Effective methods for preventing pressure ulcers

Clinical Question:
Which interventions are effective for the prevention of pressure ulcers?

Bottom Line:
Given current evidence, using support surfaces, repositioning the patient, optimizing nutritional status, and moisturizing sacral skin are appropriate strategies to prevent pressure ulcers. Although a number of RCTs have evaluated preventive strategies for pressure ulcers, many of them had important methodological limitations. There is a need for well-designed RCTs that follow standard criteria for reporting nonpharmacological interventions and that provide data on cost-effectiveness for these interventions.

Reference:
Reddy M, Gill SS. Rochon PA. Preventing pressure ulcers: a systematic review. JAMA 2006;296:974-984.

Study Design:
Systematic review

Synopsis:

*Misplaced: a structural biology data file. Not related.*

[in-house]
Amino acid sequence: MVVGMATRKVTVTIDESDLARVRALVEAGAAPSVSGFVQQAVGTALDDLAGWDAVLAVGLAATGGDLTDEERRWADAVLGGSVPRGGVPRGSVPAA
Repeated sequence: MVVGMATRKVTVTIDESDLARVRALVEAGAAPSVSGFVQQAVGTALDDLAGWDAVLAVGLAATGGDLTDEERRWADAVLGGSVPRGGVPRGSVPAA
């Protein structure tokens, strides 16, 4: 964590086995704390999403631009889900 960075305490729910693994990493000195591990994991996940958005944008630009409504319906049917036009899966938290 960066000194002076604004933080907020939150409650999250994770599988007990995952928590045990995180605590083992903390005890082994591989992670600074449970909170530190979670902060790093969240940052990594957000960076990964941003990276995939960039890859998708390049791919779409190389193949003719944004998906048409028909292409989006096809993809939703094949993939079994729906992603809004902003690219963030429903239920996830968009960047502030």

Multiple preventive approaches are used in the management of pressure ulcers. These authors systematically searched multiple evidence-based databases including the Cochrane Registry, bibliographies of identified articles, and scientific meeting abstracts for randomized controlled trials (RCTs) evaluating preventive measures for pressure ulcers. No language restrictions were applied. They used standard methods to critically appraise individual RCTs. The search strategy identified 763 citations, from which 59 trials meeting eligibility criteria were selected. The methodologic quality of the RCTs was generally suboptimal. Interventions were grouped into 3 categories: those addressing impairments in (1) mobility, (2) nutrition, and (3) skin health. Effective strategies for those with impaired mobility included the use of support surfaces (mattresses, beds, and cushions), mattress overlays on operating tables, and specialized foam and sheepskin overlays. Frequent repositioning is effective, but the optimal schedule for turning (every 2 vs every 4 hours) is uncertain. Nutritional supplements are beneficial in patients with impaired nutrition. Simple skin moisturizers, specifically to the sacral area, were helpful, but the incremental benefit of other specific topical agents is minimal.